Excessive clenching can affect the jaw joint (TMJ) in several ways.  The direct force that clenching applies to the TMJ can create structural changes and wear down the TMJ condyles and the articulator disc which is designed to absorb the impact of the TMJ.  When these structures are worn down it is painful for the patient to clench or grind, even swallowing can exacerbate the pain.  The articulator disc can become displaced causing the TMJ to be misaligned; this is commonly noted by patients as clicking or popping in the jaw as well being locked open or closed.  This is a critical point for rehabilitating the patients TMJ because once the patient becomes locked open or closed the efficacy of treatment is greatly reduced.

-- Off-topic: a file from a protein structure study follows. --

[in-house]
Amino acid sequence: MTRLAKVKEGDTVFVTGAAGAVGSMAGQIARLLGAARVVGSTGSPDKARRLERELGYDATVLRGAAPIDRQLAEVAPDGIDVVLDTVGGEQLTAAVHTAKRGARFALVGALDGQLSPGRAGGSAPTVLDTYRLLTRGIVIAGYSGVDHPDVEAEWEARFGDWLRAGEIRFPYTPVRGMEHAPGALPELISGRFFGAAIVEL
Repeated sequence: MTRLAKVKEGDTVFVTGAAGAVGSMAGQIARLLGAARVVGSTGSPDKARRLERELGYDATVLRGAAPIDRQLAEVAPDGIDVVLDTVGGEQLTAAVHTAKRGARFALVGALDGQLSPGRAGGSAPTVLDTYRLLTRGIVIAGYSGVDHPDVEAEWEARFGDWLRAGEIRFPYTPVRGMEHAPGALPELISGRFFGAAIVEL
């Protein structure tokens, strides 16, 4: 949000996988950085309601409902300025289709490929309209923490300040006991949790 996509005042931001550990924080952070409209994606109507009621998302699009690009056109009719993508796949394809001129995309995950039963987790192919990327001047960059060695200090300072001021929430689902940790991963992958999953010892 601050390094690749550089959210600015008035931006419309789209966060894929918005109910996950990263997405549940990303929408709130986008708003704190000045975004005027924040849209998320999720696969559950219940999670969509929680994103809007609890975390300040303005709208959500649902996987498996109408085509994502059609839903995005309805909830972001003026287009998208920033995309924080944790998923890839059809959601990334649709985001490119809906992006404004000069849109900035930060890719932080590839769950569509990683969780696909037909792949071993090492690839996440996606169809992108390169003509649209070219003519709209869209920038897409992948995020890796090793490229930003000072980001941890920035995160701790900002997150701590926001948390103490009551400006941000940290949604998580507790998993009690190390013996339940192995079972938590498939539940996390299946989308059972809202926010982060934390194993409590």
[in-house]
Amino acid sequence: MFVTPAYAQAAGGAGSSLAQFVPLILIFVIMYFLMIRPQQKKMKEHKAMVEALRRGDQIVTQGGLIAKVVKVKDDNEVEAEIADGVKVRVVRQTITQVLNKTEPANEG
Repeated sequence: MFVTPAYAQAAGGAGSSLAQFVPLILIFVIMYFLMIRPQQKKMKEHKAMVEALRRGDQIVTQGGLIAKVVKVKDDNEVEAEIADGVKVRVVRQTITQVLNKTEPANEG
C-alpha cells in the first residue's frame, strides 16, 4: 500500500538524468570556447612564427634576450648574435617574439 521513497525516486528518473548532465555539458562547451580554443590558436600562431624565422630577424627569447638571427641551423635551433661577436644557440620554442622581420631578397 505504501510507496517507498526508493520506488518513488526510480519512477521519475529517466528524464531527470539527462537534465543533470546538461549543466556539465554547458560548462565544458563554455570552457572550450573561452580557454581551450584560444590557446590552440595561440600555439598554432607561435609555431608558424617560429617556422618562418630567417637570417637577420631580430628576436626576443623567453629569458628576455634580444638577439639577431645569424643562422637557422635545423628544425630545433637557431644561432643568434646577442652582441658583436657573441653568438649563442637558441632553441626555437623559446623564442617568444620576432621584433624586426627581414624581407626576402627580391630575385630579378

The long-held standard of practice for treating sleep bruxism was a single arch nightguard to protect the patient’s teeth from clenching and grinding at night.  Studies have shown that this single arch night guard approach actually increases apneic events in the apneic patient by up to 50% – 50% of the time.  In other words, using an oral device that is only one arch will increase the symptoms you are seeking to prevent.  This increase in apneic events pushes the moderate apneic into the severe apneic range and potentially places their lives at risk.

The answer is to use a two-component night guard that fits over the top and bottom arches which offers mandibular advancement to treat the collapsing airway.

Well Beyond Dental is the best Reno dentist for Sleep Disorder Therapy and TMJ Disorder Treatment. Contact us today to find out more!